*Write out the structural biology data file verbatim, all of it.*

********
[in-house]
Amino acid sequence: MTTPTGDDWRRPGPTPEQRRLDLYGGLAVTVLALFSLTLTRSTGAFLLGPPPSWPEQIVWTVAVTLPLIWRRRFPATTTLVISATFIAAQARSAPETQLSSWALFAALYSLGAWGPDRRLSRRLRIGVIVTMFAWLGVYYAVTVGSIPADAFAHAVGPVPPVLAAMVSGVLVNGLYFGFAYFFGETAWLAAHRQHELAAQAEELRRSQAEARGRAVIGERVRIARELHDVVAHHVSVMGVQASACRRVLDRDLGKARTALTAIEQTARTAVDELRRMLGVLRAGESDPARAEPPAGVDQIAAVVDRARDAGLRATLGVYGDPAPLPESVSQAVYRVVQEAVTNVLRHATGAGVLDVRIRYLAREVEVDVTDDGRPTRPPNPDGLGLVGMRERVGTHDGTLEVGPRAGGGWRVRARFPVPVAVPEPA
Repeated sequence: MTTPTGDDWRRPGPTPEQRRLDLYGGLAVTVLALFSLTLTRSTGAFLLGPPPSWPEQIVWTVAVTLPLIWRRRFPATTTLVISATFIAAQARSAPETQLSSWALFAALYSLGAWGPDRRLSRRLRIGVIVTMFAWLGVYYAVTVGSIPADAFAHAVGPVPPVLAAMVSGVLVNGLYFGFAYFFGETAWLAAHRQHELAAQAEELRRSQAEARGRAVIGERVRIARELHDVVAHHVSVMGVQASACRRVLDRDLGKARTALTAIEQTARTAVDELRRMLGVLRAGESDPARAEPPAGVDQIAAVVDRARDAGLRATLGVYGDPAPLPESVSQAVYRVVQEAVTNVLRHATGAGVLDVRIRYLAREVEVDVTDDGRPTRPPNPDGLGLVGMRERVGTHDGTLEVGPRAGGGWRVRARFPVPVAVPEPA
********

[in-house]
Amino acid sequence: MTTPTGDDWRRPGPTPEQRRLDLYGGLAVTVLALFSLTLTRSTGAFLLGPPPSWPEQIVWTVAVTLPLIWRRRFPATTTLVISATFIAAQARSAPETQLSSWALFAALYSLGAWGPDRRLSRRLRIGVIVTMFAWLGVYYAVTVGSIPADAFAHAVGPVPPVLAAMVSGVLVNGLYFGFAYFFGETAWLAAHRQHELAAQAEELRRSQAEARGRAVIGERVRIARELHDVVAHHVSVMGVQASACRRVLDRDLGKARTALTAIEQTARTAVDELRRMLGVLRAGESDPARAEPPAGVDQIAAVVDRARDAGLRATLGVYGDPAPLPESVSQAVYRVVQEAVTNVLRHATGAGVLDVRIRYLAREVEVDVTDDGRPTRPPNPDGLGLVGMRERVGTHDGTLEVGPRAGGGWRVRARFPVPVAVPEPA
Repeated sequence: MTTPTGDDWRRPGPTPEQRRLDLYGGLAVTVLALFSLTLTRSTGAFLLGPPPSWPEQIVWTVAVTLPLIWRRRFPATTTLVISATFIAAQARSAPETQLSSWALFAALYSLGAWGPDRRLSRRLRIGVIVTMFAWLGVYYAVTVGSIPADAFAHAVGPVPPVLAAMVSGVLVNGLYFGFAYFFGETAWLAAHRQHELAAQAEELRRSQAEARGRAVIGERVRIARELHDVVAHHVSVMGVQASACRRVLDRDLGKARTALTAIEQTARTAVDELRRMLGVLRAGESDPARAEPPAGVDQIAAVVDRARDAGLRATLGVYGDPAPLPESVSQAVYRVVQEAVTNVLRHATGAGVLDVRIRYLAREVEVDVTDDGRPTRPPNPDGLGLVGMRERVGTHDGTLEVGPRAGGGWRVRARFPVPVAVPEPA